Thursday, November 02, 2006

some day soon RCCS's book reviews will allow comments

soon, i hope to enable comments on the monthly book reviews featured on RCCS. essentially, the book reviews and author responses should act like blog posts - it would be great if people could 1) read the reviews and then 2) add comments to the reviews. right now i'm working on a number of projects but i hope to commentify RCCS by summer.

reading mark bernstein's two blog posts - Figurski and Women, a Footnote - makes we wish the comment feature were working NOW.

bernstein is founder and chief scientist of eastgate systems. established in 1982, eastgate is best known, i believe, in academic circles and has published some of the most classic works of what some call "serious hypertext," including shelley jackson's patchwork girl, stuart moulthrop's victory garden, and michael joyce's afternoon, a story. eastgate is also the publisher of richard holeton's figurski at findhorn on acid, which jessica laccetti reviewed for RCCS for november, 2006.

bernstein takes issue with a number of things in the review, but focuses especialy on a point laccetti makes in a footnote about gender and hypertext. laccetti notes:
    Additionally, the prefix, "hyper" problematizes feminist thought (which has sought to destabilize hierarchies such as mind over body and vision over touch) as it adds inscriptions of hierarchy to an already seemingly hierarchical and male-dominated field. The theorists are male (Bolter, Landow, Amerika, Lanham, Joyce, Aarseth, Moulthrop), the hypertexts often discussed are written by men (Landow, Bolter, Joyce, Coover, Amerika), and the visions they present us with are distinctly male.
bernstein's post notes many female theorists including Kate Kayles [sic], Marie-Laure Ryan, Diane Greco, Irina Aristarkhova, Anja Rau, Wendy Morgan, Susanna Pajares Tosca, and Jill Walker, female industry researchers Cathy Marshall and Wendy Hall, and female hypertext authors Shelley Jackson and Deena Larsen. cool.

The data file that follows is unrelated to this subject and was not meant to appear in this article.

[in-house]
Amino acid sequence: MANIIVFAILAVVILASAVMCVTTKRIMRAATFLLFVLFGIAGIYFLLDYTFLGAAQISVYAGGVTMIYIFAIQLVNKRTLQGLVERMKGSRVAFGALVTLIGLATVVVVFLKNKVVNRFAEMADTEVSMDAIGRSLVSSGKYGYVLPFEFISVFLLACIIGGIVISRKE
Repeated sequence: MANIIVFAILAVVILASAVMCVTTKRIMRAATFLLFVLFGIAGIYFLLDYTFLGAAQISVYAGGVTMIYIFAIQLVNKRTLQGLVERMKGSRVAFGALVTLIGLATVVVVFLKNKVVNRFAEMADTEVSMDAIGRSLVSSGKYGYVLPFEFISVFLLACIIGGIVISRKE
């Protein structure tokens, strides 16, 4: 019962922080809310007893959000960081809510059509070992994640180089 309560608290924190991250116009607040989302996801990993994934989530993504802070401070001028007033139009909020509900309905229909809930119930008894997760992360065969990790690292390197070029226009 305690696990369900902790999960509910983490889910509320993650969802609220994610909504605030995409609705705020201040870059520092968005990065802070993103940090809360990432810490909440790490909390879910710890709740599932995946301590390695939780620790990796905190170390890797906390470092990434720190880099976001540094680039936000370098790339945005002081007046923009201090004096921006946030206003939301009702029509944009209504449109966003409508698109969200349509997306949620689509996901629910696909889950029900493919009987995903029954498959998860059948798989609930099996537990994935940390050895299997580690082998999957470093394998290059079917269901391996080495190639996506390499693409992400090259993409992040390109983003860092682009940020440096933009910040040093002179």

i'm grateful that bernstein has brought attention to these scholars, researchers, and authors; i am familiar with some but not all. but i wish bernstein weren't so belligerent. his posts are extremely condescending. it's as if he wants to argue a point rather than foster a dialogue. i neither study nor read as much hypertext as i did as a graduate student (does anyone?), but the past and present field of hypertext studies is, like all academic fields, a field where males occupy the most privileged places, positions, and voices.

one thing bernstein skips is the novel itself. i have not yet read figurski at findhorn on acid, but how can i not read it after jessica's description:
    A general synopsis would spotlight the main protagonist Frank Figurski who has recently concluded his jail term for the murder of Professor Quentin Kingsley. Since leaving jail, Frank is on a mission to uncover the authenticity of a seventeenth-century mechanical pig (which washed up on the beach in Findhorn Park). Frank's journey will be complicated and perhaps even dangerous; he is not the only one after the truth and he is on acid.
now that sounds like an interesting hypertext novel.

(one quick note of clarification: bernstein writes that the resource center for cyberculture studies is at the university of maryland. yo, RCCS is at the university of san francisco; it hasn't been at maryland since september, 2001.)

at RCCS, books are just the beginning - they are read by people who then generate reviews. soon, i hope, RCCS reviews will be another beginning - they will be read by people who will generate comments about the books, comments about the reviews, and comments about the comments.

2 comments:

Jessica Laccetti said...

David,
Thanks for bringing Bernstein's post to my attention. I think one of the positive aspects of the internet lies in allowing people to communicate even when they are geographically miles apart. I think Bernstein is right to refer to several women who have indeed contributed to the field of hypertext study. In the footnote in my review (to which Bernstein turns his whole attention) I do use key words like "seemingly" and "often." There are always exceptions, however, I do think it is important that we highlight issues of gender. As a simple example, a google search for the word "hypertext" elicits a myriad of links. A scan down the first page of results points to (among others) tips on html, to Bolter's Writing Space (1991), and to the Electronic Labyrinth. What I don't find in the cursory search are links pointing to Deena Larsen, Marjorie Luesebrink (who is a prolific hypertext author), Jill Walker, or Carolyn Guertin. Of course, searches can change and with my next visit the list of links might well adjust to reflect reading trends, but questioning what we find is an important part of any exploration. I'm questioning the same "earl[y] theorists" to which Wendy Morgan points (see Electronic tools for dismantling the master's house: poststructuralist feminist research and hypertext poetics, p. 208, http://portal.acm.org/citation.cfm?id=294910&coll=portal&dl=ACM): Bolter, Landow, and Lanham. While Bernstein does not seem to see any merit a "special category of 'women authors'" which appears in the ELO's recent Collection, I feel compelled to agree with Morgan, that we "re-think" the hypertexual space in feminist terms.

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